Most first-time founders are people with a dream and focus who are ready to provide a better future through better ideas. They are willing to start something new with the passion and the drive to move through failures and loses. With their success comes some changes in the world – not to mention the impact on the bank balances of those around them.
However, the majority of these people often commit the same mistakes which the past first-time founders like them did. While working with several clients on their enterprise financing and transactions, we have come to realize that first-time CEOs are like a stranger moving into a busy road.
As a stranger, they are likely to be unconscious of impending dangers, lack good insight and consequently, make a mistake that can be life-threatening to their businesses. Therefore, before you jump into the “busy road,” endeavor to understand some common mistakes which first-time founders usually make and how to avoid it.
1. Failure to consider market risk at the beginning
One of the most important reasons behind most startups’ failure is ignoring or giving less consideration to market risk. Rather than evaluating the impending market risk, most startups often concentrate on making their technology platforms perfect. Considering the fact that most contemporary first-time founders are passionate technologists, they prefer to splash a huge amount on a product or technology that brings a solution. However, the truth is that what can kill a business is getting the market wrong – and not technology. To avoid such a mistake, you are best advised to use at least six months in talking with prospective clients and getting to know their needs. In this way, you will be able to ascertain your idea.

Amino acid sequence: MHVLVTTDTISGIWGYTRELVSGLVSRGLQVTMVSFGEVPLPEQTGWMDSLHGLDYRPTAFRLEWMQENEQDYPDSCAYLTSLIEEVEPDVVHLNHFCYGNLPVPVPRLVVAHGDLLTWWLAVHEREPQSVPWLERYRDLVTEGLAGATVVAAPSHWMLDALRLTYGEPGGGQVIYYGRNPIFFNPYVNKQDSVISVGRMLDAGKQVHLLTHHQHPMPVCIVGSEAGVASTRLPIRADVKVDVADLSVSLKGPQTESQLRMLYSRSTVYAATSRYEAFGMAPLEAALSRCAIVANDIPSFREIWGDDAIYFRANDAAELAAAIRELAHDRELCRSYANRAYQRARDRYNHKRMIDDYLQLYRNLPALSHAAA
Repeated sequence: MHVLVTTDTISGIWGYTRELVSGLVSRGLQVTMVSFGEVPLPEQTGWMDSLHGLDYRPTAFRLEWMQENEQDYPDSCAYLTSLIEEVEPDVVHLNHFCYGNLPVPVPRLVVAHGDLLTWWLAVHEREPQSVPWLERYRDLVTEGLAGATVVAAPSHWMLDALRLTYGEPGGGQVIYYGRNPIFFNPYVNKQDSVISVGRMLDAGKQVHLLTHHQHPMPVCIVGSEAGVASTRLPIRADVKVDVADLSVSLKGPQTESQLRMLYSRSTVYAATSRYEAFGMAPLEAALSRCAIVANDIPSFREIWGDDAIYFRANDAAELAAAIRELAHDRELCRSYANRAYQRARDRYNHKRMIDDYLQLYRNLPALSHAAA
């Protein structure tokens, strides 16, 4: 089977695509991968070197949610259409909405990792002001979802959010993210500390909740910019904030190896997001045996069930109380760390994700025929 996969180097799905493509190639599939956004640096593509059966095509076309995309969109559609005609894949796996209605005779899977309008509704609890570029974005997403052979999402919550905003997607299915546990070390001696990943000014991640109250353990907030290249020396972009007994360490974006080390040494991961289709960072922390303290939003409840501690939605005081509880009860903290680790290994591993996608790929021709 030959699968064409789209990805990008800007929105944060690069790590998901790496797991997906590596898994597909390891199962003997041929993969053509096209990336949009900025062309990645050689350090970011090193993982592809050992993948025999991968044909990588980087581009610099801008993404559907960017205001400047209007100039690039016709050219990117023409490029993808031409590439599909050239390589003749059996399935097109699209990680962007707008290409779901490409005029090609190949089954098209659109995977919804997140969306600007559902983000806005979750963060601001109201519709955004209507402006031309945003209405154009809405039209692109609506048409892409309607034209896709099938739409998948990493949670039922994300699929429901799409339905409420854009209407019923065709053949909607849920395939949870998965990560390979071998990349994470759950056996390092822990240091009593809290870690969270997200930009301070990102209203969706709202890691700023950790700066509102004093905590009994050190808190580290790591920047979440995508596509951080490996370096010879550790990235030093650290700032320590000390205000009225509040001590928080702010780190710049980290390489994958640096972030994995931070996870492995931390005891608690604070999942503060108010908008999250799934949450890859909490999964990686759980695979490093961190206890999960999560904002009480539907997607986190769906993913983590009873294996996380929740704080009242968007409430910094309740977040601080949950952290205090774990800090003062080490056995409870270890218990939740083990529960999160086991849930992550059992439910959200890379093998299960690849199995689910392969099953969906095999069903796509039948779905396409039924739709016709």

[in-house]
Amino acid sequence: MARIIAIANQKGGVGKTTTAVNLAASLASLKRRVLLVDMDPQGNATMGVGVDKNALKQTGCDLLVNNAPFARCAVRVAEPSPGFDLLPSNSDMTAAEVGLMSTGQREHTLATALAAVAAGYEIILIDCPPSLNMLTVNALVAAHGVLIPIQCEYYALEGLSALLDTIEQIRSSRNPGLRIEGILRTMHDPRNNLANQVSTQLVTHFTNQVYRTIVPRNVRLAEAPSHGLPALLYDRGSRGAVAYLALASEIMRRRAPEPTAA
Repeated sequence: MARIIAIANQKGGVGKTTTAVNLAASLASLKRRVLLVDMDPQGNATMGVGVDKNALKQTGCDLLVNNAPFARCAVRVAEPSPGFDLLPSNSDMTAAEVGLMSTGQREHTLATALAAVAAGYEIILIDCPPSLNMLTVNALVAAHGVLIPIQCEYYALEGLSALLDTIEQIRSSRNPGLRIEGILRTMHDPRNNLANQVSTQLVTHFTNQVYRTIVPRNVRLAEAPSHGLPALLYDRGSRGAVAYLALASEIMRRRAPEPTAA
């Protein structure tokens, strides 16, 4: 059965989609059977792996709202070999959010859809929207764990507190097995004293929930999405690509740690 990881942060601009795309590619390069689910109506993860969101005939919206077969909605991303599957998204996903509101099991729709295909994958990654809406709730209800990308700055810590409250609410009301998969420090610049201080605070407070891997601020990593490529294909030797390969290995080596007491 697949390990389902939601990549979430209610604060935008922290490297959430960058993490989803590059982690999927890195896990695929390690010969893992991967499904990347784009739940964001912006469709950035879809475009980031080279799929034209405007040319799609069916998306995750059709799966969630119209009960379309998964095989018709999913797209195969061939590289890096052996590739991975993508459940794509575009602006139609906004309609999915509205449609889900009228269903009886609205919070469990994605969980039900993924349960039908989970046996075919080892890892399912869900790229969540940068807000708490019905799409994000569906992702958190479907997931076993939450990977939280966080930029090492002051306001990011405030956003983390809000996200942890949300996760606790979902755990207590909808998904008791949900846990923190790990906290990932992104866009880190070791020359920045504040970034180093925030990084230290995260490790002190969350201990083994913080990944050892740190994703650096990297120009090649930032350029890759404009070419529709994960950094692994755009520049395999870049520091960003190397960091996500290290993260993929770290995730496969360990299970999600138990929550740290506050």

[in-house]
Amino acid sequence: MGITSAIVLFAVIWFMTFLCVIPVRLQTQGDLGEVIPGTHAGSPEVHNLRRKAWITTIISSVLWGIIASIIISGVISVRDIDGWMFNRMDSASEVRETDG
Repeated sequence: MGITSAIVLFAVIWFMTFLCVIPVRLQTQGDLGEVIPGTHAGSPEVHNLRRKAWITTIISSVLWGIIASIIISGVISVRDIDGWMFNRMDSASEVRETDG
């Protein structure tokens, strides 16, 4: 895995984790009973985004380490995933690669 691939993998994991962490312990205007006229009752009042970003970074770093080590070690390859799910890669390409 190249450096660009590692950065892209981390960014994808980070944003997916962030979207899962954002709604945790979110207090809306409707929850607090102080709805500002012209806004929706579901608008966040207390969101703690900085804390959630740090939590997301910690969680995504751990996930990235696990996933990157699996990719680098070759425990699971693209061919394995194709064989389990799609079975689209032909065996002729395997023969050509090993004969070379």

2. Accepting the wrong advice
Anyone can start talking and giving advice, even though they lack the right information. In Silicon Valley, you will come across several startup advice, but most are incorrect details which you should never apply to your enterprise. Without doubt, there is a high demand for people having valuable insights while people that spend more time advising usually offer a little impact. Whenever you have been given advice, endeavor to check the source, and respond wisely.
3. Paying less attention to constructive feedback
If you have a venture capitalist or a client who has connected significantly with your enterprise but chose to stop investing in your business or purchase your product outrightly, endeavor to give complete attention to their feedback. For instance, we once met a successful client company that found it quite challenging to monetize its highly popular product for several years. However, at a time, one of their investors advised how to monetize their products due to his longtime experience in the field. Even though the investor gave up on the company, believing it would be hard to surpass the top incumbent companies, the brand was able to implement the advice successfully and witness a massive boost to their sales. Eventually, the advice worth much more than the investment.
4. Moving at an extreme pace